The conundrum over what to do about Iran’s nuclear issue remains. Sanctions are the international community’s most viable policy tool on Iran, but the existing restrictions have only been effective in slowing Iran’s nuclear programme up until now. They have not stopped it and neither are they unlikely to do so in the future.

Further sanctions might persuade Iran to return to the negotiating table, but Tehran is not easily swayed.

A military strike on Iran will do nothing to solve the problem and would instead have potentially catastrophic consequences for the rest of the region. It would also strengthen Iran’s resolve and rally public support behind the regime, which would not be the desired effect. Iranians themselves do not necessarily support a nuclear bomb, but they believe it is their right to have a civilian nuclear programme.

In a year that has seen civil unrest uproot governments across the Middle East, few have the appetite for a war with Tehran. Washington certainly does not have the stomach for another conflict in the Middle East nor the kind of reaction Iran will be sure to unleash if attacked.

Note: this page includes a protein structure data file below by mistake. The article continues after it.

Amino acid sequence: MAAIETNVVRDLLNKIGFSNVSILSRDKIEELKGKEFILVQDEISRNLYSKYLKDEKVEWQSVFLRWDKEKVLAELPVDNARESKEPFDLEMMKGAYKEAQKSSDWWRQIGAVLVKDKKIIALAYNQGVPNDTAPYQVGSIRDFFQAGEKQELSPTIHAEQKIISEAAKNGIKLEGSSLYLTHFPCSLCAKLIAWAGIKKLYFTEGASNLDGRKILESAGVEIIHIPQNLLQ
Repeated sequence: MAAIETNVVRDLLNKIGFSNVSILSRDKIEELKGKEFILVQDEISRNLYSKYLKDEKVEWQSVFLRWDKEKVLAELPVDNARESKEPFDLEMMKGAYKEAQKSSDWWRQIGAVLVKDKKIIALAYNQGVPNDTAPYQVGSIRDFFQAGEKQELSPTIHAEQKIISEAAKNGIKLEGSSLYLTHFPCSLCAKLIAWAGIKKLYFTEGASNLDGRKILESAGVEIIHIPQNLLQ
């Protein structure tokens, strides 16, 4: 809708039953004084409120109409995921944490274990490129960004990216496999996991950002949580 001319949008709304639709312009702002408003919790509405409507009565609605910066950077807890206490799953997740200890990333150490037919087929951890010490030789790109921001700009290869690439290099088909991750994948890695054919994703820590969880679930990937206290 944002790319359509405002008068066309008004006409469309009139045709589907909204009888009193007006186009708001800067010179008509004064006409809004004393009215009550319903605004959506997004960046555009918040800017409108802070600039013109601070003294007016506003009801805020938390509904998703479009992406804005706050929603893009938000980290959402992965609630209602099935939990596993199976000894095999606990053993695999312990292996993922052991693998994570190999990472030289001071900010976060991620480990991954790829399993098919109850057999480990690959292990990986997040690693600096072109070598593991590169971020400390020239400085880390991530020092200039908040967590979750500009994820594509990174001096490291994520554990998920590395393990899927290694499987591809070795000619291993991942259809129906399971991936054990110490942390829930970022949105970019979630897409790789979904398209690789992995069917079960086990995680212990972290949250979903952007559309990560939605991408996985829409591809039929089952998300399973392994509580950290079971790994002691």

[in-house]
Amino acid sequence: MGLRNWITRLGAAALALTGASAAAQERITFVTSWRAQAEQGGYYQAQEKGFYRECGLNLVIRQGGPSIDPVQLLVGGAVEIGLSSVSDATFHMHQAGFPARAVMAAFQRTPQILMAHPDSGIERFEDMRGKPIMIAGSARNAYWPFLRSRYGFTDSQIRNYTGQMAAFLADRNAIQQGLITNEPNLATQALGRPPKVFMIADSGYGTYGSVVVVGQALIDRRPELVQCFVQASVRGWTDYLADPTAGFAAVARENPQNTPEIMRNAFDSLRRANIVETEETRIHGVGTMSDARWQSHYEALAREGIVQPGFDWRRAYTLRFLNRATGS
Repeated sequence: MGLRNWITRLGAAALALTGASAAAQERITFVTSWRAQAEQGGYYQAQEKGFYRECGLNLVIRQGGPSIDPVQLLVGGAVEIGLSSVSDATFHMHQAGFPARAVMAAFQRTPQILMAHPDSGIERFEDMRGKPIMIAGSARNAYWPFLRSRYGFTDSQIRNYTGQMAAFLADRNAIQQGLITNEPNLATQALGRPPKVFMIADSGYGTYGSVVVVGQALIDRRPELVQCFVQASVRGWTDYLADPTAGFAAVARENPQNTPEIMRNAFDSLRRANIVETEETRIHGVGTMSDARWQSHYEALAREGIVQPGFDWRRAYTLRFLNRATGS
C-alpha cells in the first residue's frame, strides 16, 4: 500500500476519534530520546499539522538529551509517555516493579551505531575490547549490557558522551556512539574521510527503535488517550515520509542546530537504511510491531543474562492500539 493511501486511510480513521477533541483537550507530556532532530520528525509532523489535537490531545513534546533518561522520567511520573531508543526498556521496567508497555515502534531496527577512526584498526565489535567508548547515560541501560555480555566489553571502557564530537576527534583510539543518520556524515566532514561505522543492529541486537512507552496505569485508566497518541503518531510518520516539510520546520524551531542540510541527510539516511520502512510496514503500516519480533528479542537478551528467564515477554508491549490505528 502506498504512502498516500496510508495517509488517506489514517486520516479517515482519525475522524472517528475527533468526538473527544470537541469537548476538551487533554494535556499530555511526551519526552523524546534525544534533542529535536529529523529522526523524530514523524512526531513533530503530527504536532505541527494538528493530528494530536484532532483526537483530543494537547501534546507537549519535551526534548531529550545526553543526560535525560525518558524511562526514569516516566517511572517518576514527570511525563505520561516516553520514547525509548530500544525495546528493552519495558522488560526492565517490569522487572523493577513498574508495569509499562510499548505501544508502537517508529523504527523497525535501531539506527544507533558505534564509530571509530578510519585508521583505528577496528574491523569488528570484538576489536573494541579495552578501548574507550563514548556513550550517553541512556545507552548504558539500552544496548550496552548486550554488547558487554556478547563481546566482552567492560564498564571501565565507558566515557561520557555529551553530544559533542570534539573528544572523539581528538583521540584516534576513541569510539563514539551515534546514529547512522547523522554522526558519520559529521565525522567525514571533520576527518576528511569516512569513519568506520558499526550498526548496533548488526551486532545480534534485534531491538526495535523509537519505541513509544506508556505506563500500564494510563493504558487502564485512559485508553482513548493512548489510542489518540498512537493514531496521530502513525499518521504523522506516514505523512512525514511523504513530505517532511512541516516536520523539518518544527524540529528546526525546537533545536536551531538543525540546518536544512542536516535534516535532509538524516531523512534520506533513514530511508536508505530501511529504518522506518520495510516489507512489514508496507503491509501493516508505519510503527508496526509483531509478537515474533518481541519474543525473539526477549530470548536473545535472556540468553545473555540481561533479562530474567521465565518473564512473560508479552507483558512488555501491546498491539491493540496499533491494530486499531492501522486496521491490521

An antagonised Iran is likely activate Hamas and Hezbollah to cause trouble in their respective sub-regions. Tehran has also previously threatened to block the transportation of oil through the key waterway in the Gulf, the Straits of Hormuz. This would inevitably result in a huge spike in oil prices.

Perhaps the best strategy now for the international community is to go in the opposite direction by removing some sanctions and restoring relations as Iran is set on pursuing its current course of action regardless.

Short of a complete turnaround in the political landscape, Iran’s nuclear programme is unlikely to be abandoned. Hope remains that when a new president comes into office in the summer of 2013, he will be more open to international negotiations.